Historical Strasbourg (Alsace, France),
full day guided tour
The spire of Strasbourg Cathedral (then under restoration) towering
above the Old Town
Location ca 85 km from Karlsruhe, travel
time approx 1 hr.
Strasbourg (French: Strasbourg, pronounced [stʀasbuʀ]; Alsatian: Strossburi,
[ˈ rɔːsb̥uri]; German: Straßburg [ˈ ʃtʁaːsbʊʁk] or [ˈ ʃtʁaːsbʊʁç], Swiss spelling:
Strassburg) is the capital and principal city of the Alsace region in northeastern France,
with 702,412 inhabitants in the metropolitan area in 2007. Located close to the border
with Germany, it is the préfecture (capital) of the Bas-Rhin département.
Strasbourg is the seat of several European institutions such as the Council of Europe with
its European Court of Human Rights, its European Directorate for the Quality of
Medicines and its European Audiovisual Observatory, the Eurocorps as well as the
European Parliament and the European Ombudsman of the European Union. Strasbourg
is an important center of manufacturing and engineering, as well as of road, rail, and river
communications. The port of Strasbourg is the second largest on the Rhine after
Duisburg, Germany. The city is the seat of the Central Commission for Navigation on
Strasbourg's historic center, the Grande Île ("Grand Island"), was classified a World
Heritage site by UNESCO in 1988, the first time such an honor was placed on an entire
city center. Strasbourg is beautifully fused into the Franco-German culture (Alemannic),
and is regarded as the bridge of unity between modern France and Germany.
Strasbourg is also a bridge for Germanic and Latin culture.
At the site of Strasbourg, the Romans established a military outpost and named it
Argentoratum. (Hence the town is commonly called Argentina in medieval Latin.) It
belonged to the Germania Superior Roman province. The name was first mentioned in
the year 12 BC; the city celebrated its 2,000th birthday of continuous settlement in 1988.
While the center of Argentoratum proper was situated on the Grande Île (Cardo : current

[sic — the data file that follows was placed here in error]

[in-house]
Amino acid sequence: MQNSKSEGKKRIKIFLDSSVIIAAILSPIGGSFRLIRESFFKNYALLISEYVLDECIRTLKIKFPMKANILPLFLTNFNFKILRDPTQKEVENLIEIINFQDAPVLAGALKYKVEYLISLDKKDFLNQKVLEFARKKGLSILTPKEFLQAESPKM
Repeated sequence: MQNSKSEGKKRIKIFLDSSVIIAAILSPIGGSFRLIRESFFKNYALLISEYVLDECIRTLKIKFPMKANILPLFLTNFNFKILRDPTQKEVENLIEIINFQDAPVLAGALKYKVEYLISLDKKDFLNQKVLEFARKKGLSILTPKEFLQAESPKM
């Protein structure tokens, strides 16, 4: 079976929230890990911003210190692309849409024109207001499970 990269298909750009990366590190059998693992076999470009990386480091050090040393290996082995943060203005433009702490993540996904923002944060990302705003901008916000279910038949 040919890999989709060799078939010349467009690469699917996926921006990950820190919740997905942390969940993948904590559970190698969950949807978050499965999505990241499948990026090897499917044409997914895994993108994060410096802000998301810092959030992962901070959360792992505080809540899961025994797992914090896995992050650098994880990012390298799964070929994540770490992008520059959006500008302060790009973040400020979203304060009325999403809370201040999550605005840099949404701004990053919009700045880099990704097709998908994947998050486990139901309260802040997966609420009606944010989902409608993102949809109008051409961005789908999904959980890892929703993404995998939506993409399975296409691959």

Rue du Dôme, Decumanus : current Rue des Hallebardes) most Roman artifacts have
been found along the current Route des Romains in the suburb of Koenigshoffen, on the
road that lead to it. From the 4th century, Strasbourg was the seat of the
View of the city and the Strasbourg Cathedral from 1493.
Strasbourg Cathedral which began undergoing construction in the 12th century, was
completed in 1439 ..
The city is chiefly known for its sandstone Gothic Cathedral with its famous astronomical
clock, and for its medieval cityscape of Rhineland black and white timber-framed
buildings, particularly in the Petite-France district alongside the Ill and in the streets and
squares surrounding the cathedral, where the renowned Maison Kammerzell stands out.
Notable distinctly medieval streets: Rue Mercière, Rue des Dentelles, Rue du Bain aux
Plantes, Rue des Juifs, Rue des Frères, Rue des Tonneliers, Rue du Maroquin, Rue des
Half-timbered houses Medieval bridge
Place des Tripiers on Place de la
in Petite-France Ponts Couverts
Strasbourg Cathedral Église Saint-Thomas Église Saint-Jean
seen through Rue Église Saint-Guillaume
Église Saint-Pierre le
Église Saint- Jeune catholique, Église Saint-Nicolas
Temple Saint-Paul, largest dome in Alsace, with a tram passing
former Protestantische with monument to
Garnisonskirche Charles de Foucauld
The Monument to
General Leclerc on The Théâtre national
The Palais du Rhin,
Place Broglie, with the former imperial de Strasbourg, former
neo-classical Opera regional parliament
House right behind (Landtag)